Keeping your word, in spite of difficulties or changed circumstances, helps to build trust—and trust, in turn, builds credibility. Credibility is what gives substance to individuals and to corporations. At a time when so many newly set up companies, especially in plantations, non-banking finance, education, and construction, have cheated gullible investors, it may be worth reflecting on 'building credibility'.
Many years ago, I was going on a business trip from Mumbai to Frankfurt. I took a 2am flight scheduled to be in Frankfurt by 7am local time to be able to start work by 10am at the latest. I got into the aircraft and promptly dropped off to sleep. I woke up a few hours later and looked out of the window. I imagined the aircraft was on terra firma - and I was confused. From what I knew, this was a non-stop flight. I asked my neighbour if we had made an unscheduled landing en route. No, he assured me, we had not yet left Mumbai. There was a technical snag and the pilot refused to fly the plane unless the matter was set right. We were now scheduled to take off at 5.30am!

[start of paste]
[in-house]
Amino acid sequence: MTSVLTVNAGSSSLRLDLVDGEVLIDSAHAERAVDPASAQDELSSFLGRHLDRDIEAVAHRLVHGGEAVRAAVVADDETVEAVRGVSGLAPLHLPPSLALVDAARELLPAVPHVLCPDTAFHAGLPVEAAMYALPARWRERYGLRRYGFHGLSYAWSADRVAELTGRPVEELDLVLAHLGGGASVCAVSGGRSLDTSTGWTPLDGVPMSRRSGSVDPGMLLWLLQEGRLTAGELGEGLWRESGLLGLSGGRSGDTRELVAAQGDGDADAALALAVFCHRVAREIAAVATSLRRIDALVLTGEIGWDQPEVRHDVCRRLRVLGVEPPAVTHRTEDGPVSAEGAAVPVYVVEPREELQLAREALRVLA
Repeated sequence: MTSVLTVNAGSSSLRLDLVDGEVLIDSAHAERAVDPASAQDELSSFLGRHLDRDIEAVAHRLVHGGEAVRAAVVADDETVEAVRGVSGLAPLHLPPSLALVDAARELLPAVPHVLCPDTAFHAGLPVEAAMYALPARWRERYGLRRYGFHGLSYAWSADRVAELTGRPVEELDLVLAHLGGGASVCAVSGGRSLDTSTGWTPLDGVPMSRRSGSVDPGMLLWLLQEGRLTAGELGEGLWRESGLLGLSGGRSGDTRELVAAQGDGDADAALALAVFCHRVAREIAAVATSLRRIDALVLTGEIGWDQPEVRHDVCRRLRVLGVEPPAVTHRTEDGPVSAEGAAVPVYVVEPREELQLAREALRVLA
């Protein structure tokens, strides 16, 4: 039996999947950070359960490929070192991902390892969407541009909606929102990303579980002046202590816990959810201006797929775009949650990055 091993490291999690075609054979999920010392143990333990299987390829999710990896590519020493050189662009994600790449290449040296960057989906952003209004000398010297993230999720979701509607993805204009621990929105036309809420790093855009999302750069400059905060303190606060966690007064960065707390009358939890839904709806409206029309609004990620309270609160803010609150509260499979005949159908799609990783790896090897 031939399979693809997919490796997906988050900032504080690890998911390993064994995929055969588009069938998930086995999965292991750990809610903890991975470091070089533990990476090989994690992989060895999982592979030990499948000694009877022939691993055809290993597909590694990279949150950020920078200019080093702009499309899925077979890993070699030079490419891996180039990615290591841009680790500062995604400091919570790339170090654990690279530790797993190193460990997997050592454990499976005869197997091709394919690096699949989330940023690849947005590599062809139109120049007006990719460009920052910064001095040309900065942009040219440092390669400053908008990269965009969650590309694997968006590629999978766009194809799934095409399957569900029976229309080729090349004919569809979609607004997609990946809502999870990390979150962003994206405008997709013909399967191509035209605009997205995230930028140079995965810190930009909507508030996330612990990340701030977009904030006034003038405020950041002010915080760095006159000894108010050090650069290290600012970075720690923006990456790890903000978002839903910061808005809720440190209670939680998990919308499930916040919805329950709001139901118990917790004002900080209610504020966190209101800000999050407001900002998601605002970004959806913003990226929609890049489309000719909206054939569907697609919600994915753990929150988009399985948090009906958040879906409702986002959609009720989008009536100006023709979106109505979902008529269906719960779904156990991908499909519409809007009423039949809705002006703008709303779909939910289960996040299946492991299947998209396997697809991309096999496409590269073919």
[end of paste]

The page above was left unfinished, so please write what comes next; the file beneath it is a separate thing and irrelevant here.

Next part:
For me, Lufthansa meant 'punctuality'. It was an image they had created and protected—backed up by performance. On these very rare occasions when the flight was delayed, I was prepared to excuse them. Because they had built up their credibility over many years—an image of which they could justifiably be proud.
Fifty years ago, I worked in some of the southern cities of India. I had a lot to do with transportation and distribution. It was always said, in the south, that you could check the time on your watch with the passing of the TVS goods carrier! TVS was punctual up to the minute. I do not know whether this is still true but, at that time, TVS had very high credibility.